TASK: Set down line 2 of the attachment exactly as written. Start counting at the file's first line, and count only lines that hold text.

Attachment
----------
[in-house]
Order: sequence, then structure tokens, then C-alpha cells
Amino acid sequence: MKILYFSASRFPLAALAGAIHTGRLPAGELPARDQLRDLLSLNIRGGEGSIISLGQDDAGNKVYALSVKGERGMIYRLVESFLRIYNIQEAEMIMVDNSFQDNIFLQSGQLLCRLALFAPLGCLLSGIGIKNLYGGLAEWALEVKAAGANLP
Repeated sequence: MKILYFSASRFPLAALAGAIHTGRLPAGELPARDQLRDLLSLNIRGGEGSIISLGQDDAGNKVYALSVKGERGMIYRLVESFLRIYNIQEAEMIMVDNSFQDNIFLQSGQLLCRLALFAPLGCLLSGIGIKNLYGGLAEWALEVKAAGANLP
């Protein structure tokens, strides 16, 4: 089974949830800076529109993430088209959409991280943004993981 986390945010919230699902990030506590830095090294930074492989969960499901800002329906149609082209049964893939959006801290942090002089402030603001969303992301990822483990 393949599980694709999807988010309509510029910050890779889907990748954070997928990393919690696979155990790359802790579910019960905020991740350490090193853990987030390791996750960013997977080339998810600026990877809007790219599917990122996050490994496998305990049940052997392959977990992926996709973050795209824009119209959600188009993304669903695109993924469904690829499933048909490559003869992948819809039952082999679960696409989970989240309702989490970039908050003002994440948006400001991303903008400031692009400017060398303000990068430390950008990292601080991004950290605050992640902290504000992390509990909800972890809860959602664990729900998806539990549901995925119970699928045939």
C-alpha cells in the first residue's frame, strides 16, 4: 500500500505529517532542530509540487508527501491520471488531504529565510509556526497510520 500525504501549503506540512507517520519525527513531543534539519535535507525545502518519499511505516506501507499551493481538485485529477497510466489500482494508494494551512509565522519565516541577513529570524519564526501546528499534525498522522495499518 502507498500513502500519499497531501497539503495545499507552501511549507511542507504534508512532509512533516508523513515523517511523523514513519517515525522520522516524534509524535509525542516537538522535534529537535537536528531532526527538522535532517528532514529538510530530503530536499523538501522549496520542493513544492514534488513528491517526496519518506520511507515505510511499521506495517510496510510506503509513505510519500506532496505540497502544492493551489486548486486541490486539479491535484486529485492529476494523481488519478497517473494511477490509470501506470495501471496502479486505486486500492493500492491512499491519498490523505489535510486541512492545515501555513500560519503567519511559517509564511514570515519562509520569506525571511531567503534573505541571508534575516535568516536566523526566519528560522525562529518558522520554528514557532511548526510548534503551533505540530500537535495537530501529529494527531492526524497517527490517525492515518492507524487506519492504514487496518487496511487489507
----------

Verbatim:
Order: sequence, then structure tokens, then C-alpha cells